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KIWA Centre – a remarkable achievement

World Parrot Trust - Staff | Feb 16, 2024


Contributed by Rosemary Low

This story must act as a warning to breeders, especially those operating on a large scale. Ask yourself: what will happen to my birds when I can no longer care for them? It is irresponsible to expect someone else to deal with such a difficult situation. In a nightmare scenario, one bird was ultimately responsible for saving the lives of nearly 200 parrots, nearly all large macaws.

The story started when 15-year-old Joe achieved his dream of buying a Blue-and-yellow Macaw. The remarkable story of Kiwa, the macaw, and the Centre named after her, is already well known to many WPT members. In a nine-minute video, Joe tells it in his own words. (search for The Kiwa Centre, Eventually, he moved to Australia where the importation of birds is not permitted. Before he emigrated, he returned Kiwa to the breeder, who had a well-known macaw-breeding business. Some years later, on returning to the UK for a visit, he was able to visit Kiwa.

What he found horrified him: 200 large parrots were in dark, dirty inside accommodations overrun with rats. The breeder was then 84 years old and could no longer properly care for the birds, which Joe described as “sentenced to prison in terrible conditions”. Joe acted quickly. He contacted the World Parrot Trust and asked if the macaws could be accommodated at Paradise Park. For space reasons this was impossible. That didn't stop Joe: “Let’s buy a farm,” he said, as a home for the macaws. So in 2017, this is what he did - his property is situated in a remote part of the English countryside. With an enormous amount of help and advice from the staff at Paradise Park, he was told that erecting specially adapted polytunnels was the quickest and best way of providing accommodation for the birds.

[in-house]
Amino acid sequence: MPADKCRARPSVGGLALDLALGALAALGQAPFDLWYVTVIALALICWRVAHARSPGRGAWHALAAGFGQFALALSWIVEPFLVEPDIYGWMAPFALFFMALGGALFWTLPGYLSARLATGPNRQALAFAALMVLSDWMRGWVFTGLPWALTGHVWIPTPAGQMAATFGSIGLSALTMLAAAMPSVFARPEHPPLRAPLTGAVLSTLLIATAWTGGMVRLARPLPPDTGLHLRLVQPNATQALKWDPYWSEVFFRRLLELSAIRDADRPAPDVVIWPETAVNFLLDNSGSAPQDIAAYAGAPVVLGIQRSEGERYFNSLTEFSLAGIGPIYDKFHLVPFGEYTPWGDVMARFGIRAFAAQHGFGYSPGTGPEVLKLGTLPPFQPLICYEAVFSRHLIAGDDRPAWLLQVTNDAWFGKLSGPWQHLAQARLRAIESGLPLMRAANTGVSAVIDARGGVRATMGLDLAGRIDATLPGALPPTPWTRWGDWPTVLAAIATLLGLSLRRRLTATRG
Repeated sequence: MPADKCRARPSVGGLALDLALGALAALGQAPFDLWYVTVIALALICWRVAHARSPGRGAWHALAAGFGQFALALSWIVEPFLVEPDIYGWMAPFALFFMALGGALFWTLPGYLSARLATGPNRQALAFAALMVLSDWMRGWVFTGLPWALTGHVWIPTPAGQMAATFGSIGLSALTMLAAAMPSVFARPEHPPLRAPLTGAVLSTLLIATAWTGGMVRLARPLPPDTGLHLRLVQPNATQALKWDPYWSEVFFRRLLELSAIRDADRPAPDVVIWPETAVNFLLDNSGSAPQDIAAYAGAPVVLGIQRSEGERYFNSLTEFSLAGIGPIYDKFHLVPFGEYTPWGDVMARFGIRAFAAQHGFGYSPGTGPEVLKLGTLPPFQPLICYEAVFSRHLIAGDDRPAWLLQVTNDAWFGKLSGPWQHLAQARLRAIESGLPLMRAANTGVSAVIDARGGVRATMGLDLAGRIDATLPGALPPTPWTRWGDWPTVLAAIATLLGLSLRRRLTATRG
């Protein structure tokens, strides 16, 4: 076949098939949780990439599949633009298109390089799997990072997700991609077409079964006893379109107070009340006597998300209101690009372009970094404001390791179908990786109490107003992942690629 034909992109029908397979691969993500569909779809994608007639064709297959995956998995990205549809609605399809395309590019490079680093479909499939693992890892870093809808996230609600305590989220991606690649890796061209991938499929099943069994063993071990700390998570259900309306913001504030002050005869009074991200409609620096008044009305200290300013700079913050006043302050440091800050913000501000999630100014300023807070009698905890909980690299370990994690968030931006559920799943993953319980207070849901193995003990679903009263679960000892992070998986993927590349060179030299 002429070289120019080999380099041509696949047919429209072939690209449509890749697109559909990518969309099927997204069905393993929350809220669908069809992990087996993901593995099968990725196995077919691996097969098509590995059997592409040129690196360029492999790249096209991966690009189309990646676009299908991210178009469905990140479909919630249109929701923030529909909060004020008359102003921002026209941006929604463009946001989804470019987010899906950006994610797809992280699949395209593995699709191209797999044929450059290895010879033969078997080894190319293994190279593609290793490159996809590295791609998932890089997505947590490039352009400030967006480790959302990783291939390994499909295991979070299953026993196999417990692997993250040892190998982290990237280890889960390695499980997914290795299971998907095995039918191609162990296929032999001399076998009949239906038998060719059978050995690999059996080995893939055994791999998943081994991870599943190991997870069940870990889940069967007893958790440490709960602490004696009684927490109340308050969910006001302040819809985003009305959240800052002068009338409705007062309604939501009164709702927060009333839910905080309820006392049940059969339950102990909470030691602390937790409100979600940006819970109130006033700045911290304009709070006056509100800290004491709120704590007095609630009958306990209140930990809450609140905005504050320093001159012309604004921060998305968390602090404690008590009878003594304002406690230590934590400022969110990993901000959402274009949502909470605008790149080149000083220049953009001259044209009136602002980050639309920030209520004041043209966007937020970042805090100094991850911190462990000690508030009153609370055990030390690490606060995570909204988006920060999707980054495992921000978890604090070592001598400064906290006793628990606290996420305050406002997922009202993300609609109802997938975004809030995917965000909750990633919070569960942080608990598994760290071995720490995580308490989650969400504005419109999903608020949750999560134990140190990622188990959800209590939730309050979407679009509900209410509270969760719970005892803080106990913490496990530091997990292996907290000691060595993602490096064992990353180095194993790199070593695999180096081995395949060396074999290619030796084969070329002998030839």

When I visited this past October, the polytunnel aviaries took my breath away. They are high, light and very spacious, designed with great care and attention to detail. The aviaries occupy 62m x 32m and consist of four polytunnels divided into eight enclosures. Initially, there were 25 birds per enclosure. If the weather is bad, the occupants can be enclosed in a large indoor section of each aviary that has big windows. The inside service passage in front of each section of four aviaries is attractively planted with bamboo and flowering plants. Everywhere is extremely clean. I could not imagine how better aviaries could have been constructed, especially in an emergency.

The care of these parrots is in the hands of a dedicated World Parrot Trust team.  They told me about the huge operation to transfer nearly 200 macaws and a few cockatoos to the site. Twenty people, including four vets and staff from Paradise Park, worked for two days to achieve this. All the birds had to be caught, DNA and blood-tested in health checks and microchipped. A few needed urgent veterinary attention before the move and, sadly, several could not be saved. Some of the macaws were re-homed in zoos – a group of Scarlet Macaws went to Dudley Zoo in the UK. The macaws now number 99, all flying strongly and in superb health. One of the aviaries houses 40 Grey Parrots, confiscated from the illegal trade. Human interaction is kept to an absolute minimum, as the plan is for these birds to be returned to Africa and to be released.

My two friends and I left the Kiwa Centre elated at how a looming disaster had been reversed into a triumph of compassion and joy. Everyone involved in this extraordinary rescue story deserves great admiration and many congratulations. Especially to Joe, without whom the plight of the birds might never have been uncovered.

The expenses involved in running the centre, especially food and heating, are considerable. If you would like to donate towards the expenses, please consider making a donation through the World Parrot Trust.